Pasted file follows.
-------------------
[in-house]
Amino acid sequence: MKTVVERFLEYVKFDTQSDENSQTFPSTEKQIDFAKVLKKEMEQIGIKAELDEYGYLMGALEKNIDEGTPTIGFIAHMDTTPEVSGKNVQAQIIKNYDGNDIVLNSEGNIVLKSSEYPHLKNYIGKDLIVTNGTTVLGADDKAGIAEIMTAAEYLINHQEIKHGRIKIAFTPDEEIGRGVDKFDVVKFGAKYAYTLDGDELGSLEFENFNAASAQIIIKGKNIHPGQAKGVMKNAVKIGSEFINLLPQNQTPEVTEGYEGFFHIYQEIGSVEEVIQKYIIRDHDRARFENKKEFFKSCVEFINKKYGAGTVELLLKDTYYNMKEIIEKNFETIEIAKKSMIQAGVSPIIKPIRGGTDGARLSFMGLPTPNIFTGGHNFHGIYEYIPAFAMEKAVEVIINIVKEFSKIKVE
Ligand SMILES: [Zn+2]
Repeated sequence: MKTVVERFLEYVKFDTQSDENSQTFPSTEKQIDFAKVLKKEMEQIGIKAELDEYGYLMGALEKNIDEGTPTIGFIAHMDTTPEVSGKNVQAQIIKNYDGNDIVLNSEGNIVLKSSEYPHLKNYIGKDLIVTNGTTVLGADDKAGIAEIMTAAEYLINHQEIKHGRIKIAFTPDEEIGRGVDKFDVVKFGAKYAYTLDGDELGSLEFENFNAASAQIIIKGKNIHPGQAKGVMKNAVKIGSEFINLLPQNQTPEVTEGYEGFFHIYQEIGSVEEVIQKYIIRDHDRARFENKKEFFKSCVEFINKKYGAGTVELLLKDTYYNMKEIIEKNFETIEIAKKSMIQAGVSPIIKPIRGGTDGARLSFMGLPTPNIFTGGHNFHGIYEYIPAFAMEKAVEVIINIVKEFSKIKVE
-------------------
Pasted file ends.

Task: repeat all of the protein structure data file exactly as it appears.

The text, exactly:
[in-house]
Amino acid sequence: MKTVVERFLEYVKFDTQSDENSQTFPSTEKQIDFAKVLKKEMEQIGIKAELDEYGYLMGALEKNIDEGTPTIGFIAHMDTTPEVSGKNVQAQIIKNYDGNDIVLNSEGNIVLKSSEYPHLKNYIGKDLIVTNGTTVLGADDKAGIAEIMTAAEYLINHQEIKHGRIKIAFTPDEEIGRGVDKFDVVKFGAKYAYTLDGDELGSLEFENFNAASAQIIIKGKNIHPGQAKGVMKNAVKIGSEFINLLPQNQTPEVTEGYEGFFHIYQEIGSVEEVIQKYIIRDHDRARFENKKEFFKSCVEFINKKYGAGTVELLLKDTYYNMKEIIEKNFETIEIAKKSMIQAGVSPIIKPIRGGTDGARLSFMGLPTPNIFTGGHNFHGIYEYIPAFAMEKAVEVIINIVKEFSKIKVE
Ligand SMILES: [Zn+2]
Repeated sequence: MKTVVERFLEYVKFDTQSDENSQTFPSTEKQIDFAKVLKKEMEQIGIKAELDEYGYLMGALEKNIDEGTPTIGFIAHMDTTPEVSGKNVQAQIIKNYDGNDIVLNSEGNIVLKSSEYPHLKNYIGKDLIVTNGTTVLGADDKAGIAEIMTAAEYLINHQEIKHGRIKIAFTPDEEIGRGVDKFDVVKFGAKYAYTLDGDELGSLEFENFNAASAQIIIKGKNIHPGQAKGVMKNAVKIGSEFINLLPQNQTPEVTEGYEGFFHIYQEIGSVEEVIQKYIIRDHDRARFENKKEFFKSCVEFINKKYGAGTVELLLKDTYYNMKEIIEKNFETIEIAKKSMIQAGVSPIIKPIRGGTDGARLSFMGLPTPNIFTGGHNFHGIYEYIPAFAMEKAVEVIINIVKEFSKIKVE